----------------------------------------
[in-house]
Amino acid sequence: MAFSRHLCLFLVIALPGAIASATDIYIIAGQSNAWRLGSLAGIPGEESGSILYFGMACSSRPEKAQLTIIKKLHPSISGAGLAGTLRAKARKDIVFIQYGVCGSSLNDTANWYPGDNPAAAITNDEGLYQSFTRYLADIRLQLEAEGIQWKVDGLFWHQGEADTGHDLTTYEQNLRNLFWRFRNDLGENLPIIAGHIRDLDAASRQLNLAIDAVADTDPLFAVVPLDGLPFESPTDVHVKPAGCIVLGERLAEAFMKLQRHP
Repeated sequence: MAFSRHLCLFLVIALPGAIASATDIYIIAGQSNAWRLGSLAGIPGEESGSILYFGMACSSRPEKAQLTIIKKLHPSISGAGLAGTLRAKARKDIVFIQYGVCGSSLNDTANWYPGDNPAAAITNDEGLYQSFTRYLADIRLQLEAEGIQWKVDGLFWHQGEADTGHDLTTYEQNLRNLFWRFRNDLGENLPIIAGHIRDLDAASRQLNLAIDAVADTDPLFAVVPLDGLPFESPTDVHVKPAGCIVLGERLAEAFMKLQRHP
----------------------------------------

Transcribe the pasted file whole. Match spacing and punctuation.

[in-house]
Amino acid sequence: MAFSRHLCLFLVIALPGAIASATDIYIIAGQSNAWRLGSLAGIPGEESGSILYFGMACSSRPEKAQLTIIKKLHPSISGAGLAGTLRAKARKDIVFIQYGVCGSSLNDTANWYPGDNPAAAITNDEGLYQSFTRYLADIRLQLEAEGIQWKVDGLFWHQGEADTGHDLTTYEQNLRNLFWRFRNDLGENLPIIAGHIRDLDAASRQLNLAIDAVADTDPLFAVVPLDGLPFESPTDVHVKPAGCIVLGERLAEAFMKLQRHP
Repeated sequence: MAFSRHLCLFLVIALPGAIASATDIYIIAGQSNAWRLGSLAGIPGEESGSILYFGMACSSRPEKAQLTIIKKLHPSISGAGLAGTLRAKARKDIVFIQYGVCGSSLNDTANWYPGDNPAAAITNDEGLYQSFTRYLADIRLQLEAEGIQWKVDGLFWHQGEADTGHDLTTYEQNLRNLFWRFRNDLGENLPIIAGHIRDLDAASRQLNLAIDAVADTDPLFAVVPLDGLPFESPTDVHVKPAGCIVLGERLAEAFMKLQRHP